One things for sure, when you’re Wild Camping you never know what your neighbors are going to be like. Ours were total pigs that came and went as they pleased. They rarely stopped for photo opps and turned down our invitation for dinner (guess they didn’t know we’re vegetarian).
Singa on the other hand (despite our best efforts), had several reptile friends for dinner. Yuck!
Other Camping Options
If you want wifi and full hook-ups you could stay at the trailer village for $35 a night (if it’s 100+ degrees, ok …otherwise no thanks)! There are other RV friendly campgrounds but the standard RV amenities in this National Park come few and far between…and generators are never allowed!
A friendly Tip: If you don’t have a tow car and plan to drive your RV this park is HUGE! Expect to spend a small fortune driving from one end to the other, and if your RV is over 24′ you can’t make it to some of the most scenic hikes in the Chisos Basin due to the road restrictions.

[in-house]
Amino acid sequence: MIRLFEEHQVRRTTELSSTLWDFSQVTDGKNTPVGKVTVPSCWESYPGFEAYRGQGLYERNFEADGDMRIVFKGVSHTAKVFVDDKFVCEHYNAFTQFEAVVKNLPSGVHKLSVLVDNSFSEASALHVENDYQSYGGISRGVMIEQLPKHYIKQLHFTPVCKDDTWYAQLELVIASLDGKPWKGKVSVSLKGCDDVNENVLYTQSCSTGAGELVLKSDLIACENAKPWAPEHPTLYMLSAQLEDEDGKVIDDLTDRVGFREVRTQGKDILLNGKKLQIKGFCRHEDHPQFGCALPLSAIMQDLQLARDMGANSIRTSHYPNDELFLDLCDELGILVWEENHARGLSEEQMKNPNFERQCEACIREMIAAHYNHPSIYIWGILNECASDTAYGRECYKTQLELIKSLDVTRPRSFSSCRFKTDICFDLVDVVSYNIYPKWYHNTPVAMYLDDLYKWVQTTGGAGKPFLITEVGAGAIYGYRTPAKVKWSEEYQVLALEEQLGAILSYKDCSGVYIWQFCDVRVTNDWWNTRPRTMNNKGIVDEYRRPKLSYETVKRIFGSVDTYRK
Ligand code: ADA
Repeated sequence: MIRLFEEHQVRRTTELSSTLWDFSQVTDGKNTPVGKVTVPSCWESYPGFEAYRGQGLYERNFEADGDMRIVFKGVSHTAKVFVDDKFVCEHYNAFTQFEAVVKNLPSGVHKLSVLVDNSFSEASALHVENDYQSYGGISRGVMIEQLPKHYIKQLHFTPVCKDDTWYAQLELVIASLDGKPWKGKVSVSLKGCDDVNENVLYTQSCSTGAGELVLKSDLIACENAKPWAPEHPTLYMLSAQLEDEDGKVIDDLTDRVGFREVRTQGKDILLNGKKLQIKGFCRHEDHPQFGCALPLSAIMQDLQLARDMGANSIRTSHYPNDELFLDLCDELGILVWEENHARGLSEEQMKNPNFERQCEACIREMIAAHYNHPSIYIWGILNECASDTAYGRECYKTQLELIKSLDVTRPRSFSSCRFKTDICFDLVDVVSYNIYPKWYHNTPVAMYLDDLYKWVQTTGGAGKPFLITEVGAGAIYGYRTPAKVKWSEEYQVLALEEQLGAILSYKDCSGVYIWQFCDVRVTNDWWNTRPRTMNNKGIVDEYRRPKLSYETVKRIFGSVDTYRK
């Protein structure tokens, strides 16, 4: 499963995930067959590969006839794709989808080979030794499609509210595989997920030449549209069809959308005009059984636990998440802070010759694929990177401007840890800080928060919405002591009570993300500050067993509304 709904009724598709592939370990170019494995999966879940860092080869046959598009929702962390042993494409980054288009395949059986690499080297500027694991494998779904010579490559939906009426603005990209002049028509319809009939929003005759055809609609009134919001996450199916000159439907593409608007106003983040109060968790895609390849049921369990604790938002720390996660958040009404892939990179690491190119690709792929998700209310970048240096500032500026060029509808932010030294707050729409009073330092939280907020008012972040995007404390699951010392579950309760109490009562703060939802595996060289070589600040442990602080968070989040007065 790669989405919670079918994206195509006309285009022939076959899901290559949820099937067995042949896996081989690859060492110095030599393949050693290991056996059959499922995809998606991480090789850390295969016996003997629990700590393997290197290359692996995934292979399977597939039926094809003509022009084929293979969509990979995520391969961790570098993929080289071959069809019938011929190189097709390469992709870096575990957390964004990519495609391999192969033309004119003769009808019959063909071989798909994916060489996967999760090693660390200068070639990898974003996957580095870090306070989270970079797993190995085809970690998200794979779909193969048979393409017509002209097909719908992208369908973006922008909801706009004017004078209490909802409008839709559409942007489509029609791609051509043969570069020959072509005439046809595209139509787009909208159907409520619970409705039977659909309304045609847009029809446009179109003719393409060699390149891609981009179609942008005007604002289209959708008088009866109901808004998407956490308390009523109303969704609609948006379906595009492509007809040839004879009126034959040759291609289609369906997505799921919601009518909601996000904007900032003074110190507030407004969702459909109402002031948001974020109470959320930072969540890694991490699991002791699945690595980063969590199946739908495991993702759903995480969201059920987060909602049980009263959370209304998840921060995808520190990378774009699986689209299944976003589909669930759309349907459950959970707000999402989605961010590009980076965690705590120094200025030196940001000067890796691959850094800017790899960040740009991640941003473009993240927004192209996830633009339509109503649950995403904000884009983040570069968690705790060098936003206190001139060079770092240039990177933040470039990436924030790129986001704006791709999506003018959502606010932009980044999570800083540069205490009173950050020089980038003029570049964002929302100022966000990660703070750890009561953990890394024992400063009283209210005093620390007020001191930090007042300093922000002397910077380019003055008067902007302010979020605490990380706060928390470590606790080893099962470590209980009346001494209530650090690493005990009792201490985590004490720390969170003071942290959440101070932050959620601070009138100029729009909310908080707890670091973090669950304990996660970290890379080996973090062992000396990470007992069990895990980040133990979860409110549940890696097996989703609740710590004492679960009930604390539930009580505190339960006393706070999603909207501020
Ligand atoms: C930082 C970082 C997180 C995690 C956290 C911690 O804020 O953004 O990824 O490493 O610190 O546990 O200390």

Can you give me a coordinate or a point on the map for the place you stayed/boondocked?
The names of the camping areas are mentioned in that blog post but the map links are no longer active. At any rate, those locations may have changed because they were inside the National Park. Your best best is to check the Big Bend website to see if the areas mentioned in the post are still available for boondocking. And maybe they’ve added more, who knows?